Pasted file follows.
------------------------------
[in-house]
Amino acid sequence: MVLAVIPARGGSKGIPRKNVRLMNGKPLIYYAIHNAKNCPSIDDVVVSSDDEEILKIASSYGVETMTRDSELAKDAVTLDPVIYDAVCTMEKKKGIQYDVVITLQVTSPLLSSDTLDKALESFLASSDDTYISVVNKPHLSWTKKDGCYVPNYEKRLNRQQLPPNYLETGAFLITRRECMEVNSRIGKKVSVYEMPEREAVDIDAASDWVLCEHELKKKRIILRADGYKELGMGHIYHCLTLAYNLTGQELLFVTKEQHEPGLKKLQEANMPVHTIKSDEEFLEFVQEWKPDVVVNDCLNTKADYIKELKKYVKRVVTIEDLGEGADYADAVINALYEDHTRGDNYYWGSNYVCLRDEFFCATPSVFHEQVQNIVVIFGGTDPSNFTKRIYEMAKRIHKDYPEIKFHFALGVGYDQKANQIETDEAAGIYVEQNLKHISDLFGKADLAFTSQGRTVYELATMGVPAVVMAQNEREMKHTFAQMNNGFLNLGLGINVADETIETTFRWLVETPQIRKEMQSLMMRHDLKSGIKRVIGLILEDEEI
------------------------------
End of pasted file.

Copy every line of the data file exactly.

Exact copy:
[in-house]
Amino acid sequence: MVLAVIPARGGSKGIPRKNVRLMNGKPLIYYAIHNAKNCPSIDDVVVSSDDEEILKIASSYGVETMTRDSELAKDAVTLDPVIYDAVCTMEKKKGIQYDVVITLQVTSPLLSSDTLDKALESFLASSDDTYISVVNKPHLSWTKKDGCYVPNYEKRLNRQQLPPNYLETGAFLITRRECMEVNSRIGKKVSVYEMPEREAVDIDAASDWVLCEHELKKKRIILRADGYKELGMGHIYHCLTLAYNLTGQELLFVTKEQHEPGLKKLQEANMPVHTIKSDEEFLEFVQEWKPDVVVNDCLNTKADYIKELKKYVKRVVTIEDLGEGADYADAVINALYEDHTRGDNYYWGSNYVCLRDEFFCATPSVFHEQVQNIVVIFGGTDPSNFTKRIYEMAKRIHKDYPEIKFHFALGVGYDQKANQIETDEAAGIYVEQNLKHISDLFGKADLAFTSQGRTVYELATMGVPAVVMAQNEREMKHTFAQMNNGFLNLGLGINVADETIETTFRWLVETPQIRKEMQSLMMRHDLKSGIKRVIGLILEDEEI